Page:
• Was he a poet with a definite article or an indefinite article. Wink.

    • I love screwing with people like that. It’s a challenge to make them cry uncle. But you know me, I have an intellectual sadomasochist thing going, born of overexposure to academicians.

      And what’s wrong with Vogue? I love Vogue. The photos are beautiful.

  2. No one is more surprised than me that I’m a poet. I’ve always hated poetry. But then I started reading verse novels ( hello Elllen Hopkins). Then I wrote one . And sold it. Holy shit. How did that happen?

    • Hopkins doesn’t write in verse, she writes in dented.

      • I didn’t know who Ellen Hopkins was so I just googled her and it’s obvious that she also writes her own Wikipedia entry.

      • How could you tell?

        Hopkins has since written several

        verse novels exposing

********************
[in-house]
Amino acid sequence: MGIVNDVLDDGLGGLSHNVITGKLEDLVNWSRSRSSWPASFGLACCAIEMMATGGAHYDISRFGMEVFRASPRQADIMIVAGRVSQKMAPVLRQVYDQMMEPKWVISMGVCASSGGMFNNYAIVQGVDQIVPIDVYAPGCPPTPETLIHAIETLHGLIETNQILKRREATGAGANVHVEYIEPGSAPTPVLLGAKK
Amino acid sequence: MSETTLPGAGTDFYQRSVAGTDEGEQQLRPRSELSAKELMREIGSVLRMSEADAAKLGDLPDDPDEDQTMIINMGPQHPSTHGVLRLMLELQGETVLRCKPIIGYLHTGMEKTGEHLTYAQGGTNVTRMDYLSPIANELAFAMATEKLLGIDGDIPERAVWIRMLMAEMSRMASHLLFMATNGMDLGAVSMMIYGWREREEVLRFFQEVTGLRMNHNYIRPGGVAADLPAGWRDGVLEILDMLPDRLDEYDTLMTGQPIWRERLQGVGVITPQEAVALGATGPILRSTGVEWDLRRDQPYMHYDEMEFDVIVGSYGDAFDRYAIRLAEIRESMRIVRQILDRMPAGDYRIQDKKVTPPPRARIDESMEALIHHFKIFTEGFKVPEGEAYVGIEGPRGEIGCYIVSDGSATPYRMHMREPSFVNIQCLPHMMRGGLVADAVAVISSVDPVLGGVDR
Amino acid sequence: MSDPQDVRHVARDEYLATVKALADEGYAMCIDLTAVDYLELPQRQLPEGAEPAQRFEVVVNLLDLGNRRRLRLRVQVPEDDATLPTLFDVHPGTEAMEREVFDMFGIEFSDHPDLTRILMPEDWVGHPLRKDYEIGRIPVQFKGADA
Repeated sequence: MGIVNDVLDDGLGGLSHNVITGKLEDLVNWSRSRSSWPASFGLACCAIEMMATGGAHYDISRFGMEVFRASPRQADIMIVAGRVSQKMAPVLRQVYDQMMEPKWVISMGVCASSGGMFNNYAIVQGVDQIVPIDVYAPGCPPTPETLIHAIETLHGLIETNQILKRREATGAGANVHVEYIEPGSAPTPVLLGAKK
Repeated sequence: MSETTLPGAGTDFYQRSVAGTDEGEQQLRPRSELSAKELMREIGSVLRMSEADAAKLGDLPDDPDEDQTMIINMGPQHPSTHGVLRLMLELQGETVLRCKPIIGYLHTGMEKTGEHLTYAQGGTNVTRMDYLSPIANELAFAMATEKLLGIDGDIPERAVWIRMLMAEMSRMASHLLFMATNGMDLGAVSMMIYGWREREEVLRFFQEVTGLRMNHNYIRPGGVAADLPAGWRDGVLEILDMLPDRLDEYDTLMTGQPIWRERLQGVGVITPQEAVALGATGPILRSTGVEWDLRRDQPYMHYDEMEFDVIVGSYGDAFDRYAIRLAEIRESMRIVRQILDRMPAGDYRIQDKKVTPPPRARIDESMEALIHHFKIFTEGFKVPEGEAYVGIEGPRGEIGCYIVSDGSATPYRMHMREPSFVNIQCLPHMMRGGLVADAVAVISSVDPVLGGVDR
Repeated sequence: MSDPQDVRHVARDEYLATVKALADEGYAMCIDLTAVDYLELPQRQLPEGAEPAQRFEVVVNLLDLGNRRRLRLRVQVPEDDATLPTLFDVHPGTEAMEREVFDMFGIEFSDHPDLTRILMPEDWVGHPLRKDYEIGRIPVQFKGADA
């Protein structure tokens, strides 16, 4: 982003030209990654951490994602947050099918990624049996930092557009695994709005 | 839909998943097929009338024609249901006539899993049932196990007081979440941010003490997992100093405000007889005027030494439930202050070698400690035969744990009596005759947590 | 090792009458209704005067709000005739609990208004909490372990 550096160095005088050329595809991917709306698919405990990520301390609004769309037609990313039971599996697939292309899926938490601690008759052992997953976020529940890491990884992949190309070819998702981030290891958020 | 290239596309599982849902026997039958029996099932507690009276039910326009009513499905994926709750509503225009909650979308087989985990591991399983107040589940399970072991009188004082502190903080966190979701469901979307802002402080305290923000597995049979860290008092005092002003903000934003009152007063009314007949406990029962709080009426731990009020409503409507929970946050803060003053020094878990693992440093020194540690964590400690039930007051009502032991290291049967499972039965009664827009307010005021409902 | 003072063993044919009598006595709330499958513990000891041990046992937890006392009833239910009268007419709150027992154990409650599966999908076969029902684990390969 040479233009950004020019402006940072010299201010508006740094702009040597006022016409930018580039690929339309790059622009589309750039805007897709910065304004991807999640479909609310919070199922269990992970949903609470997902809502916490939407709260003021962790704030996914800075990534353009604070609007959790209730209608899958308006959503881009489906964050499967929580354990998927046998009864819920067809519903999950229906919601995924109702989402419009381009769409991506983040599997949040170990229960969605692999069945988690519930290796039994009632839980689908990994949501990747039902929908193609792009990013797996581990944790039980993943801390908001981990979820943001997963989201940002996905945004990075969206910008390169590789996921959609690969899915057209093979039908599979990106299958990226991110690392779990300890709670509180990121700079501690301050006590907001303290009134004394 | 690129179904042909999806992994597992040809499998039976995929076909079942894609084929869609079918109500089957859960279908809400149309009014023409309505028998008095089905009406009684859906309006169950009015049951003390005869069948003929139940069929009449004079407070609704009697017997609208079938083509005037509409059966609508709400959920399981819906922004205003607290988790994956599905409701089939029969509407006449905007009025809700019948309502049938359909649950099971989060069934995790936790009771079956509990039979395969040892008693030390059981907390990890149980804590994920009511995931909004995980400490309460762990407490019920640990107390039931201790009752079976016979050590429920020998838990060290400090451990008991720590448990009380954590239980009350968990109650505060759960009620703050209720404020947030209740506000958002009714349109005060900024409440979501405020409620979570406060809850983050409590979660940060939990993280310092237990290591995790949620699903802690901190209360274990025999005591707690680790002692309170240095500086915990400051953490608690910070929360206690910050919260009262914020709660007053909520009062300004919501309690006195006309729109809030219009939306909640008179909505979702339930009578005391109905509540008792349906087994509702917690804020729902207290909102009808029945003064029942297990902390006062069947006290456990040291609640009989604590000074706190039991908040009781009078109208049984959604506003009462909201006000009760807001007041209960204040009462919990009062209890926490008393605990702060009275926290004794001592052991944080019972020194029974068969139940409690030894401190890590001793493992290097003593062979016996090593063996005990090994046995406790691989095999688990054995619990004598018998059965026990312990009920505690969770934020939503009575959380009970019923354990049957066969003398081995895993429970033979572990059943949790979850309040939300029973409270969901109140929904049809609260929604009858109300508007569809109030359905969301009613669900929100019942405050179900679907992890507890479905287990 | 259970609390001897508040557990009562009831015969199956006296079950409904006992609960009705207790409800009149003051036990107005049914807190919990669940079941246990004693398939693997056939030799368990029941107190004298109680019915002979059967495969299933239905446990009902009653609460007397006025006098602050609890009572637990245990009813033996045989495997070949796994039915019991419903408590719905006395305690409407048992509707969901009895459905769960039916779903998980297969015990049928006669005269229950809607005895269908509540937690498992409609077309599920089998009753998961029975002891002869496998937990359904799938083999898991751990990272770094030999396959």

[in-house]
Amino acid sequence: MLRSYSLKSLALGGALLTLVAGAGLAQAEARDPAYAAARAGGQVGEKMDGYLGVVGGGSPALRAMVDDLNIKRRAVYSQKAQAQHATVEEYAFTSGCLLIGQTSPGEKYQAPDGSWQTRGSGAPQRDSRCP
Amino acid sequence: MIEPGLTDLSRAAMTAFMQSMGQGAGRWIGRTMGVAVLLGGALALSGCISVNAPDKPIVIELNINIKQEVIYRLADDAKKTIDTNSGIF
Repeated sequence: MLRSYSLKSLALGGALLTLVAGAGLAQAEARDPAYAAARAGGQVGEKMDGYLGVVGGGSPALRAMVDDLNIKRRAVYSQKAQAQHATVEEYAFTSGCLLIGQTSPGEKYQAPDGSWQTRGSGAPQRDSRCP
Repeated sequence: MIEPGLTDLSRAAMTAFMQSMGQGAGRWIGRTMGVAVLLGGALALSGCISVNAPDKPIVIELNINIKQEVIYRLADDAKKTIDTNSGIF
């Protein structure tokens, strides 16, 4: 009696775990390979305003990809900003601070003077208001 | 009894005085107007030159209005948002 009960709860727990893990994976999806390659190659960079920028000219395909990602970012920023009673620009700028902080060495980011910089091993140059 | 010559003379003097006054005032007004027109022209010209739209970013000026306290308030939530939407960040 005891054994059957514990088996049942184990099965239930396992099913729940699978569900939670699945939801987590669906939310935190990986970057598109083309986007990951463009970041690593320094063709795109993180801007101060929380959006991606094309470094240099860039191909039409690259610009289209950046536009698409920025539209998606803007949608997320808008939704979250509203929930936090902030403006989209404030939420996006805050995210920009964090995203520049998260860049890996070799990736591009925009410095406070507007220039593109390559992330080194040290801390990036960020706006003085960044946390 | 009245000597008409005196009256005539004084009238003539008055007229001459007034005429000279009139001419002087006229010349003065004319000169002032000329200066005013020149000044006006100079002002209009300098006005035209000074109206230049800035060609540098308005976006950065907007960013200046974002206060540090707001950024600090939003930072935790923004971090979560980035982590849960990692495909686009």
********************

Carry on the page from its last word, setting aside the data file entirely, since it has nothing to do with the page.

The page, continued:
teenage struggles
        such as drug
        illness, and prostitution,

        Burned, Impulse,
        Identical, Glass,
        Tricks, and


      • I can tell she wrote her own Wikipedia entry because I edit crappy bios all day long and I have an ear for third-person impostors. And only the author herself would cite her fifth-grade teacher as an influence on her writing style.

    • Congratulations on your sale! But does that actually make you a poet? Or someone who can make text look like stars on the page?

  3. When I was much crazier (IMO) I wrote tons of it and I thought it was great. I can’t do it anymore. Kind of sad about it. Transcribed into a lovely red book and can’t even find it.

  4. The Cafe Poet
    Scarf securely tied at the neck,
    knitted cap a size too small,